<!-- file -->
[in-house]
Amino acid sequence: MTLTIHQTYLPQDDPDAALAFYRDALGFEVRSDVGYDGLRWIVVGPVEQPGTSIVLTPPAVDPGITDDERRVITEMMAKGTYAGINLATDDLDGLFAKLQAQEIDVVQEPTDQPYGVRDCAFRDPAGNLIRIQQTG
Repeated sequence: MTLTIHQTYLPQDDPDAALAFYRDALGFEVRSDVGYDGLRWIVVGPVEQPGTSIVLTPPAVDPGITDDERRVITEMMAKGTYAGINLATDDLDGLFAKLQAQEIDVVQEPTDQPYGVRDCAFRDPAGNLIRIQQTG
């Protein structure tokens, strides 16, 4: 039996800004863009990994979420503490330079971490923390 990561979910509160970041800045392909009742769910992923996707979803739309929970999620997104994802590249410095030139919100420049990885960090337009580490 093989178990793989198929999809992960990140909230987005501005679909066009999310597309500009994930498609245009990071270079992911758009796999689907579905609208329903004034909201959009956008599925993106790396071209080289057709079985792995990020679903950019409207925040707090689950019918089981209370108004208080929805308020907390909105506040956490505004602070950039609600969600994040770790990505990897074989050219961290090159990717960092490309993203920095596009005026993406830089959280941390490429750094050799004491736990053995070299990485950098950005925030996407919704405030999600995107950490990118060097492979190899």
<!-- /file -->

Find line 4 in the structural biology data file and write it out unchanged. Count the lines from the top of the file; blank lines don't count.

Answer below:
């Protein structure tokens, strides 16, 4: 039996800004863009990994979420503490330079971490923390 990561979910509160970041800045392909009742769910992923996707979803739309929970999620997104994802590249410095030139919100420049990885960090337009580490 093989178990793989198929999809992960990140909230987005501005679909066009999310597309500009994930498609245009990071270079992911758009796999689907579905609208329903004034909201959009956008599925993106790396071209080289057709079985792995990020679903950019409207925040707090689950019918089981209370108004208080929805308020907390909105506040956490505004602070950039609600969600994040770790990505990897074989050219961290090159990717960092490309993203920095596009005026993406830089959280941390490429750094050799004491736990053995070299990485950098950005925030996407919704405030999600995107950490990118060097492979190899």